“To deny people their human rights is to challenge their very humanity.”
- Nelson Mandela, South African civil rights activist
On December 10, 1948, the United Nations General Assembly adopted the Universal Declaration of Human Rights (UDHR) to ensure the inalienable rights of every human being, irrespective of their caste, gender, race, religion, sex, nationality and so on. Since then, December 10 has been an important day to remind humanity of the rights they deserve, and the rights they violate.
While this day is recognised to raise awareness about people’s social, cultural, political and religious rights, let’s have a look at the day’s history and events that led to its constitution.
Human Rights Day 2021: History
The UDHR is deemed a milestone document that is available in more than 500 languages and is said to be the most translate document in the world, according to the UN’s official website.
There have been multiple precursors to the 20th-century document and to name a few, it would be -- the Magna Carta drafted in 1215, the English Bill of Rights of 1689, the French Declaration on the Rights of Man and Citizen of 1789, the US Constitution and Bill of Rights in 1791 and so on. However, when these documents were translated it was found out that the policies ignored women, people of colour, race and religion.
Birth of UN and adoption of UDHR
The need of being louder about human rights came much later, post World War II. Following the mass extermination of the Jews, people with disabilities, homosexualsand others by Nazi Germany shook the world, bringing together the need to protect the rights of people from various walks of life, against the inhumane abuses of governments and rulers.
Eventually, governments of various countries pledged to the formation of an international body (the United Nations) to safeguard the rights of people, especially the one lacking ‘power’. The essence of these human rights principles first found its place in US President Franklin D. Roosevelt’s State of the Union Address in 1941. In his address, commonly known as ‘Four Freedoms’, the 32nd US President talked about a world that should stand on four essential freedoms -- freedom of speech and religion, and freedom from want and fear.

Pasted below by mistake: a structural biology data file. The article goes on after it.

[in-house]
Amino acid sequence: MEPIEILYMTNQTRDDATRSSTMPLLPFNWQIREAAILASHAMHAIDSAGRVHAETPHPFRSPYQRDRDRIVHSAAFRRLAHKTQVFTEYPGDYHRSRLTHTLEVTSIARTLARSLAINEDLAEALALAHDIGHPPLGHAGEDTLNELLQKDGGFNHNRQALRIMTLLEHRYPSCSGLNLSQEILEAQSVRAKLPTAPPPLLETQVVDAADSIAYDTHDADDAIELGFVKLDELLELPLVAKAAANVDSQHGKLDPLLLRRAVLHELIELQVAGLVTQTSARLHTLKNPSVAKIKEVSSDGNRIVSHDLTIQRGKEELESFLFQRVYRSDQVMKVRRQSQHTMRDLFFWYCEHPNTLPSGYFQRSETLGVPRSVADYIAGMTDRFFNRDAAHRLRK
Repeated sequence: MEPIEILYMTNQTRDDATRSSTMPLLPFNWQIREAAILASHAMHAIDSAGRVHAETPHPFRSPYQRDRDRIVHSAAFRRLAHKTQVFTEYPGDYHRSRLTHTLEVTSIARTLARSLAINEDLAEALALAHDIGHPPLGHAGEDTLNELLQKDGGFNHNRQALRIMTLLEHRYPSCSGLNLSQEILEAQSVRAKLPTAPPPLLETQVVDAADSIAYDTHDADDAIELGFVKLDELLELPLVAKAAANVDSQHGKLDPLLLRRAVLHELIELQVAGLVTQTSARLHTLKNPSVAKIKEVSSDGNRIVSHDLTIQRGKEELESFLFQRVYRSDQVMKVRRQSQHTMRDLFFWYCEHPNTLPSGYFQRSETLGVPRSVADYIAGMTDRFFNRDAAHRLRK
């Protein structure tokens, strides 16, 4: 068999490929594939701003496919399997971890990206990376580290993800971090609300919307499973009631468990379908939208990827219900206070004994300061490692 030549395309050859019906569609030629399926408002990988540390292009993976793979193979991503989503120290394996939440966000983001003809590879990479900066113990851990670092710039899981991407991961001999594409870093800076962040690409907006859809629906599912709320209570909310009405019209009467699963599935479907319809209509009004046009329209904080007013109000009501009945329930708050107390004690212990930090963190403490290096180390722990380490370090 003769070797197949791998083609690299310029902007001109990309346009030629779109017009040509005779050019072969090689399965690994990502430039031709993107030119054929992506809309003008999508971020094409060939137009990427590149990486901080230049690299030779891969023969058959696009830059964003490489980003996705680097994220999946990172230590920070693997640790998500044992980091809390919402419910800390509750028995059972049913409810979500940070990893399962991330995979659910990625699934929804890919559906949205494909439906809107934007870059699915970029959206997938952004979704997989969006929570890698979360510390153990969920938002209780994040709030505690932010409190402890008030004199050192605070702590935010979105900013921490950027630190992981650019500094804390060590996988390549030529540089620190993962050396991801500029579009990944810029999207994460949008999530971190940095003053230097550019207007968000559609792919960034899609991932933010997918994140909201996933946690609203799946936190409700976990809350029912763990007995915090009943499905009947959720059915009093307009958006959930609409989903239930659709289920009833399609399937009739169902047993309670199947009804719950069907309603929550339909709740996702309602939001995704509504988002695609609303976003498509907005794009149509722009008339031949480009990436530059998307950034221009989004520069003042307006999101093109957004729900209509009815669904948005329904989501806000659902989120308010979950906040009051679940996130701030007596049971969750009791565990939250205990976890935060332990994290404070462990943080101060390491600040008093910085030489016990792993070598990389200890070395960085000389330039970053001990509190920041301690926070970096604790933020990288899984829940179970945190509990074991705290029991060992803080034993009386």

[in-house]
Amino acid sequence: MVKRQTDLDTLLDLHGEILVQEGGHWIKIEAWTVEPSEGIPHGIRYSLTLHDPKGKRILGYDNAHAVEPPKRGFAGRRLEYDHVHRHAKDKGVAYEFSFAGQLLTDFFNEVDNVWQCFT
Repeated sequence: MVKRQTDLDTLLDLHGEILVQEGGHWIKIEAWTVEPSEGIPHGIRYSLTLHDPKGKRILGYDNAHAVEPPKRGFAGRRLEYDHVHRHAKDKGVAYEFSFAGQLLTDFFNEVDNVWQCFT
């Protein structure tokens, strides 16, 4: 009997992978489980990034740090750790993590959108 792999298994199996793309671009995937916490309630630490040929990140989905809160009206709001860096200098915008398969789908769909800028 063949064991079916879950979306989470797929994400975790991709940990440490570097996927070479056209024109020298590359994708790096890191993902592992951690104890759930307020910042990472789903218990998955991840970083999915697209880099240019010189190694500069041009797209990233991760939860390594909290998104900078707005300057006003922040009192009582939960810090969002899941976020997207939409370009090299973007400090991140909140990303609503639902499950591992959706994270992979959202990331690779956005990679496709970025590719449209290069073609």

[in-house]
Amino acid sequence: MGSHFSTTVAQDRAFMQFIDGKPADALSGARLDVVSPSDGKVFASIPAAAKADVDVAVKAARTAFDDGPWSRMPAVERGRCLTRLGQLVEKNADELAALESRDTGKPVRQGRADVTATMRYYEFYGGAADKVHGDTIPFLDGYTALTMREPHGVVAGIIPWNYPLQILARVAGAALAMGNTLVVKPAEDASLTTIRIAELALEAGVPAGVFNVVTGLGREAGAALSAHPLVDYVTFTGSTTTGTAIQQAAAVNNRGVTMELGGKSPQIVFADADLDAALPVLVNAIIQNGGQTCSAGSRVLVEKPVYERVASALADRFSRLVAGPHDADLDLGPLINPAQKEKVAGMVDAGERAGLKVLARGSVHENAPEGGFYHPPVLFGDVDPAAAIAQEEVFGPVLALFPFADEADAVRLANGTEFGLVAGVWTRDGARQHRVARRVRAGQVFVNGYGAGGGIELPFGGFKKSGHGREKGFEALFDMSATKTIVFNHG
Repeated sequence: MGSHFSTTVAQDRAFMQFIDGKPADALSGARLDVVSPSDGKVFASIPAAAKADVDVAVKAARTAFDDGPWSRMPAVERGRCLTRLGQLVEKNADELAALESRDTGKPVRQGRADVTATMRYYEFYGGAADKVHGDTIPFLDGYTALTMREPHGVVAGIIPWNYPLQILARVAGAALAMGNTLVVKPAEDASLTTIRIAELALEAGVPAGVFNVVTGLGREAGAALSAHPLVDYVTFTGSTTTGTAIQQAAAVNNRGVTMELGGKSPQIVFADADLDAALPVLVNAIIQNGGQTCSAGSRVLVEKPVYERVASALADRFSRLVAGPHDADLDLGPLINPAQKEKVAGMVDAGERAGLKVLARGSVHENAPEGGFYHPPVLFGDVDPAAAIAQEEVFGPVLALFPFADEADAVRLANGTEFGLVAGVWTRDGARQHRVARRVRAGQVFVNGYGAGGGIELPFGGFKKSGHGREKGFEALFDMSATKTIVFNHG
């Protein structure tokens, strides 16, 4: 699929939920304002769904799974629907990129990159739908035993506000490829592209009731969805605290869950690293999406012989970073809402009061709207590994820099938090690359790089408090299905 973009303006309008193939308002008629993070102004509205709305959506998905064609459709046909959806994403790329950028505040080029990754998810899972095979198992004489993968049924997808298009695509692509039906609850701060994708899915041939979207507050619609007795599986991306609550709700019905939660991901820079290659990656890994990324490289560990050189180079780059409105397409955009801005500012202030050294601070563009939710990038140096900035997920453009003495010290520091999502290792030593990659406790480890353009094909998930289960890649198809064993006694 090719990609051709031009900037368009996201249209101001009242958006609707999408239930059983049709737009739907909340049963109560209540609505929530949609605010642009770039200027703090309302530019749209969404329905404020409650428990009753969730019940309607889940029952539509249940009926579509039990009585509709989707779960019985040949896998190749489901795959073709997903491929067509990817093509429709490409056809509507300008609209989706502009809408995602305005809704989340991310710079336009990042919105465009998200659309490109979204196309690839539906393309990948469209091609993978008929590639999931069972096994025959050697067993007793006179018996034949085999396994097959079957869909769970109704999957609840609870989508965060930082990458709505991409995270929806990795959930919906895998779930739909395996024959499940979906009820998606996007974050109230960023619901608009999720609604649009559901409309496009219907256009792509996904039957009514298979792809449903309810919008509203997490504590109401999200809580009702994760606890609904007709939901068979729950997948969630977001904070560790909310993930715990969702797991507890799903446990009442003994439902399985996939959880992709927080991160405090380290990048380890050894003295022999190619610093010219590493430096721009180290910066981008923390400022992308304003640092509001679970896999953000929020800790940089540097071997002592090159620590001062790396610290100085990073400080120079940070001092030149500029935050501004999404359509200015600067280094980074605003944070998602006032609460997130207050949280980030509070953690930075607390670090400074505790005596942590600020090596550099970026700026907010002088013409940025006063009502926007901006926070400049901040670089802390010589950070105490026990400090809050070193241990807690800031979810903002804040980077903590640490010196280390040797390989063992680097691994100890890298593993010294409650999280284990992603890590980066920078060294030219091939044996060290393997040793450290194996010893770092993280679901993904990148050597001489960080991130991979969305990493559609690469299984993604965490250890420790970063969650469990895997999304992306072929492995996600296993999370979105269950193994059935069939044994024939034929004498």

Largely influenced by Roosevelt’s speech, the voices from across the world came together to support the drafting of the United Nations Charter in 1945 in San Fransico.
Eventually, the member states of the UN established a Commission on Human Rights on February 16, 1946, to draft a document that will articulate the fundamental rights and freedom proclaimed in the Charter. Under the ‘forceful’ leadership of Anna Eleanor Roosevelt, the former first lady of the US, the Commission came out with the UDHR, which was adopted by the 56 member countries on December 10, 1956.
What is the UDHR?
The Preamble of UDHR asserts: “[R]ecognition of the inherent dignity and of the equal and inalienable rights of all members of the human family is the foundation of freedom, justice, and peace in the world.”
Commonly referred to as the international Magna Carta, the UDHR pronounces the international law that tells a government the way its citizens must be treated irrespective of gender, class, sex, social background, religion and so on. The Charter, although not a legally binding document, realises that the treatment meted out to a country’s citizen is of international concern, and not limited to the domestic borders.
International bodies have recognised the Charter "as a common standard of achievement for all people and all nations."
It claims that all rights are ‘interdependent’ and ‘indivisible’.
Currently, the principles of the UDHR have been incorporated into the constitutions of most member countries of the UN.
International Human Rights 2021: Theme
This year’s theme is about 'Equality' that refers to Article 1 of the UDHR – “All human beings are born free and equal in dignity and rights.” The theme is aligned with the UN’s 2030 agenda that has been drafted in a document, that talks about the international body’s approach towards finding sustainable solutions “for deep-rooted forms of discrimination that have affected the most vulnerable people in societies, including women and girls, indigenous peoples, people of African descent, LGBTI people, migrants and people with disabilities, among others”.